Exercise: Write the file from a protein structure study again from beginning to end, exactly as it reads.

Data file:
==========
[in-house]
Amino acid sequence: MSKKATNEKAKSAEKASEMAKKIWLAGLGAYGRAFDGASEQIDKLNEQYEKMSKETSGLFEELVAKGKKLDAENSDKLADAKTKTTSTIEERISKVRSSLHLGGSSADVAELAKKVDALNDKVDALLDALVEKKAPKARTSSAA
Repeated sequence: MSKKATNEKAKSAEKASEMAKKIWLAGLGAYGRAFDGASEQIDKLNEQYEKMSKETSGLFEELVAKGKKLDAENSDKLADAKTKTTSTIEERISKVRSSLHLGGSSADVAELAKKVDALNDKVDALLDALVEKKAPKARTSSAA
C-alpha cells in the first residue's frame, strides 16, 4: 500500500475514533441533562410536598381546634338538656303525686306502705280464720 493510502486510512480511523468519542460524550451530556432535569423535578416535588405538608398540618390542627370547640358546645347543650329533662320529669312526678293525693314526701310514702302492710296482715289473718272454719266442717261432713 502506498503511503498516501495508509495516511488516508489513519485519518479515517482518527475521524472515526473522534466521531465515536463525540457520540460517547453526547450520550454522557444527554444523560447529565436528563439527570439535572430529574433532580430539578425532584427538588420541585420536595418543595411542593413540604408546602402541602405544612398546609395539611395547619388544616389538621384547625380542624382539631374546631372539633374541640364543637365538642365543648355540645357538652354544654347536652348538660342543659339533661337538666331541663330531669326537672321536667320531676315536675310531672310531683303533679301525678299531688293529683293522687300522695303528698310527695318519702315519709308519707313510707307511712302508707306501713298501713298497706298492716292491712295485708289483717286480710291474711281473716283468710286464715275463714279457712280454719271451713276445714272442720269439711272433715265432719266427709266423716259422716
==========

[in-house]
Amino acid sequence: MSKKATNEKAKSAEKASEMAKKIWLAGLGAYGRAFDGASEQIDKLNEQYEKMSKETSGLFEELVAKGKKLDAENSDKLADAKTKTTSTIEERISKVRSSLHLGGSSADVAELAKKVDALNDKVDALLDALVEKKAPKARTSSAA
Repeated sequence: MSKKATNEKAKSAEKASEMAKKIWLAGLGAYGRAFDGASEQIDKLNEQYEKMSKETSGLFEELVAKGKKLDAENSDKLADAKTKTTSTIEERISKVRSSLHLGGSSADVAELAKKVDALNDKVDALLDALVEKKAPKARTSSAA
C-alpha cells in the first residue's frame, strides 16, 4: 500500500475514533441533562410536598381546634338538656303525686306502705280464720 493510502486510512480511523468519542460524550451530556432535569423535578416535588405538608398540618390542627370547640358546645347543650329533662320529669312526678293525693314526701310514702302492710296482715289473718272454719266442717261432713 502506498503511503498516501495508509495516511488516508489513519485519518479515517482518527475521524472515526473522534466521531465515536463525540457520540460517547453526547450520550454522557444527554444523560447529565436528563439527570439535572430529574433532580430539578425532584427538588420541585420536595418543595411542593413540604408546602402541602405544612398546609395539611395547619388544616389538621384547625380542624382539631374546631372539633374541640364543637365538642365543648355540645357538652354544654347536652348538660342543659339533661337538666331541663330531669326537672321536667320531676315536675310531672310531683303533679301525678299531688293529683293522687300522695303528698310527695318519702315519709308519707313510707307511712302508707306501713298501713298497706298492716292491712295485708289483717286480710291474711281473716283468710286464715275463714279457712280454719271451713276445714272442720269439711272433715265432719266427709266423716259422716